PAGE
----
Desi Serna Spring Hill, Tennessee

Desi Serna's PRS

Back in the year 2003 I found myself standing in line at Elderly Instruments in Lansing, Michigan. Paul Smith was in town for a meet-and-greet at the store. Each fan in our long line had their own PRS guitar on hand, hoping to have the master craftsman autograph their instrument. As I saw those before me reveal beautiful, sparkling clean, new PRS guitars, some with their tags still attached, I grew more and more nervous of my imminent meeting with the builder of my instrument. I was carrying an old, beat-up gig bag. Inside was my 1994 CE24, purchased from Durdel’s Music in Toledo, Ohio, one of Paul’s first dealers. This guitar had a simple finish, even missing PRS’s now well-known signature bird inlays. The guitar was dirty, scratched and chipped from heavy use. The frets were worn, and it was missing a string.

Well, when it was finally my turn to present my PRS to Paul, I was truly embarrassed. I sheepishly explained that, yes, the guitar had seen better days, and I thought I could get it autographed before retiring it to the wall as a keep-sake. As I pulled my guitar out, I could see his eyes light up. “Whoa! What did you do to this thing?” I told him that this guitar had been my primary axe, gigging with it three to five nights a week for nearly ten years. “No, no, no, you can’t retire this thing!” he insisted.

Paul immediately began going over the guitar from end to end, explaining to me in some detail the repairs and updates he could make. He was not going to let one of his creations sit idle on a wall. He wanted the guitar back out in the clubs, being used the way is was made to be used.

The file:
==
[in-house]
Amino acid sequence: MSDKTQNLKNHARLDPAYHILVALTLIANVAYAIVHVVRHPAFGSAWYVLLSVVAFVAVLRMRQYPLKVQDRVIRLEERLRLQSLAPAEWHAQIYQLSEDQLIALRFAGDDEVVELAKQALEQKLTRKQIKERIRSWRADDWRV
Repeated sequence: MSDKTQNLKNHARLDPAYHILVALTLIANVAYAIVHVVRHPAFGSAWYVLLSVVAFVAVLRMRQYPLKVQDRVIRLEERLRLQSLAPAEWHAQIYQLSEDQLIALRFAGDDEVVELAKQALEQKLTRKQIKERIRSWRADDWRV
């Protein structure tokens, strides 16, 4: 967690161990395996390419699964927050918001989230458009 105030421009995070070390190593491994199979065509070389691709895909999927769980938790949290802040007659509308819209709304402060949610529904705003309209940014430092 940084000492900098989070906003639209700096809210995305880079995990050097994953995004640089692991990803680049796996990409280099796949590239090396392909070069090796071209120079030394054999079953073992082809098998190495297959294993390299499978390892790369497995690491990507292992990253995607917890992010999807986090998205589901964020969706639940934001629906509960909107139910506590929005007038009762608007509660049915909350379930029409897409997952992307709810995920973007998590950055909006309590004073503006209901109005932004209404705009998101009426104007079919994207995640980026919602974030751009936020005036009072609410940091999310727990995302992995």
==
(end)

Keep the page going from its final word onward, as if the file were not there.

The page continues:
We shipped the guitar to the factory where it was updated with new hardware, electronics, and frets, and then finally returned back into my waiting arms. And out on the road we went, grinding out another thousand gigs and sessions. Paul’s autograph has since worn off the guitar, but my customer satisfaction has not. Who would have thought that I would receive such a special reward for wearing out a guitar? In the book of Genesis, God blesses the first man and woman, telling them to “fill the earth and subdue it.” It seems that this world, and the things in it are for us to use, rather than simply to be admired. I learned that Paul was happier to see his creations being played by his customers than perhaps safely tucked away as a collector’s item.

One thing that Paul Smith might not have foreseen back in 2003, was that I would use that guitar in a series of online videos that would eventually rack up millions of views, plus a set of DVDs that would sell in the tens of thousands around the world. That, in itself, is proof that great customer service will go a long way. Furthermore, I can now boast of several more PRS models in my arsenal of guitars.

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